Writing Feverlets*

Curious about her critique of Derrida’s Archive Fever, I picked up a
copy of Carolyn Steedman’s Dust: The Archive and Cultural History from
Bird Library, recalling it from another patron who had checked it out (v. sorry
about that). I deal briefly with AF in Chapter Three. Steedman
makes the point that AF is less about archives than about Derrida’s
concern for the slippage of origins (a theme in his other work) and the
inseparability of psychoanalysis from Freud (and also Judaism). She
writes, "The Foreword [to AF] carried the main argument, about Freud’s
Jewish-ness, and the contribution of Jewish thought to the idea of the archive,
via psycho-analysis" (7). Basically, Steedman is suspicious of Derrida’s
characterization of the fever (as a frenzied pursuit of origins which do not
properly exist). She complains that the concept of the fever is degraded in
translation from Mal d’Archive, and then she enthusiastically claims the
sickness Derrida mocks: "Archive fever, indeed? I can tell you all about
Archive Fever!" (17). Dust undertakes this "all about-ness" at fever’s pitch;
Steedman, all the while, works to correct (or tune, at the very least) Derrida’s
glancing consideration of the archive left behind in his treatment of other
concerns (psychoanalysis, Freud, and so on).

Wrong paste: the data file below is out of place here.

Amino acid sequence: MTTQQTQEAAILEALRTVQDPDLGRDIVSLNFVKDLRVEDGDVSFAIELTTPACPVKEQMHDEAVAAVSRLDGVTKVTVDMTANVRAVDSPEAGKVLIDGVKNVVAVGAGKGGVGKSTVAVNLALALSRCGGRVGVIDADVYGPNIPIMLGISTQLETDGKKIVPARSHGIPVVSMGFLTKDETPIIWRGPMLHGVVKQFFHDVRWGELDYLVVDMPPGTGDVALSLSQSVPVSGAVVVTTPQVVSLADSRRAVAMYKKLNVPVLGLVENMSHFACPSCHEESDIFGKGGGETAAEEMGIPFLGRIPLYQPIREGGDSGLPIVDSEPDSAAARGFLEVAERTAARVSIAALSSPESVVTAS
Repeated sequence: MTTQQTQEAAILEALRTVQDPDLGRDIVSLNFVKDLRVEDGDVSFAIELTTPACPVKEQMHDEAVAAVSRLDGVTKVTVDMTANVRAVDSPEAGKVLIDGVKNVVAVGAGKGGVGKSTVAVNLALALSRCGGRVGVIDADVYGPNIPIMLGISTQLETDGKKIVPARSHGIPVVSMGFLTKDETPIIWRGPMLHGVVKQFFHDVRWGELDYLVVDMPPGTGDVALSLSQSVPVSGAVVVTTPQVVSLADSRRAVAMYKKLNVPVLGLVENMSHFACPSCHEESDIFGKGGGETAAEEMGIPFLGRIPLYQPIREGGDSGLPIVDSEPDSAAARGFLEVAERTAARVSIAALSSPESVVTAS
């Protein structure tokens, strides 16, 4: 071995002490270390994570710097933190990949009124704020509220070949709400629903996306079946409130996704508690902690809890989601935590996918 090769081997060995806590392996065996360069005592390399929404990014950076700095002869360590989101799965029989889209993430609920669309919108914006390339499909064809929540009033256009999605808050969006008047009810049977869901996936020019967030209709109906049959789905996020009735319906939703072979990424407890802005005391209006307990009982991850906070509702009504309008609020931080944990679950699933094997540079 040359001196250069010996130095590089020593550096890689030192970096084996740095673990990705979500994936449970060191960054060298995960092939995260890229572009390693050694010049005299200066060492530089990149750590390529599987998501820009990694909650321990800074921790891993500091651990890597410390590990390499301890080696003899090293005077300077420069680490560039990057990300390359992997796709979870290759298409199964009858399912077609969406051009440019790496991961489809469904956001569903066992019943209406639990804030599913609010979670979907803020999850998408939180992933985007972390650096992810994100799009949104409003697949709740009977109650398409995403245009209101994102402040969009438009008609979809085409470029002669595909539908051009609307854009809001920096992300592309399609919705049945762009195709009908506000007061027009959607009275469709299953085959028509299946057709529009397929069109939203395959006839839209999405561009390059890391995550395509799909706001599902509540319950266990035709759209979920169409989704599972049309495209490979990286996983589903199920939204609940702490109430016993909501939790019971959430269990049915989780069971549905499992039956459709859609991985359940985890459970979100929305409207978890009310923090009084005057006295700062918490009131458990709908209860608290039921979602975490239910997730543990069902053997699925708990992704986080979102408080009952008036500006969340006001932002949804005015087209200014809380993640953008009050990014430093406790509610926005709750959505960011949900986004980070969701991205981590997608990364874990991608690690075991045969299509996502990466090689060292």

Steeedman suggests that Derrida, in questioning the concept of archivization,
was late to the game: "There was a further puzzlement (or more accurately, a
bemusement feigned to mask a kind of artisant irritation) among those who
knew the ‘archival turn’ to be well underway by 1994, with Derrida merely
(though compellingly) providing a theoretical perspective on the institution of
archives, the practices of reading and writing attendant on them, and the system
of regulation and coercion they have (sometimes) underlined" (2). Here,
identifying Derrida’s tardiness to the conversation, next Steedman pairs him
with Foucault and suggests that Derrida is merely winding down a path blazed by
Foucault in the 1960s with The Archaeology of Knowledge. This all seems
reasonable, except that Steedman downplays Derrida’s insights on digital
circulation. In twenty-first century discourse networks, an institutional (or
disciplinary) memory is differently distributed (this strand of Derrida’s
lecture in 1994 seems to me to make him early rather than late, at least in
terms of oncoming changes for archives because of digitization). As I read it,
this is the point where Steedman’s critique could be more lenient or forgiving
than it is.

Steedman has more to say about Derrida, about magistrates, and about
Michelet’s work in the archive (some of which draws on an essay from Barthes I
haven’t read). Here’s a sample of what she writes about the fever she
knows so well, even relishes:

Typically, the fever–more accurately, the precursor fever*–starts in
the early hours of the morning, in the bed of a cheap hotel, where the
historian cannot get to sleep. You can not get to sleep because you
lie so narrowly, in an attempt to avoid contact with anything that isn’t
shielded by sheets and pillowcase. The first sign, then, is an
excessive attention to the bed, an irresistible anxiety about the hundreds
who have slept there before you, leaving their dust and debris in the fibres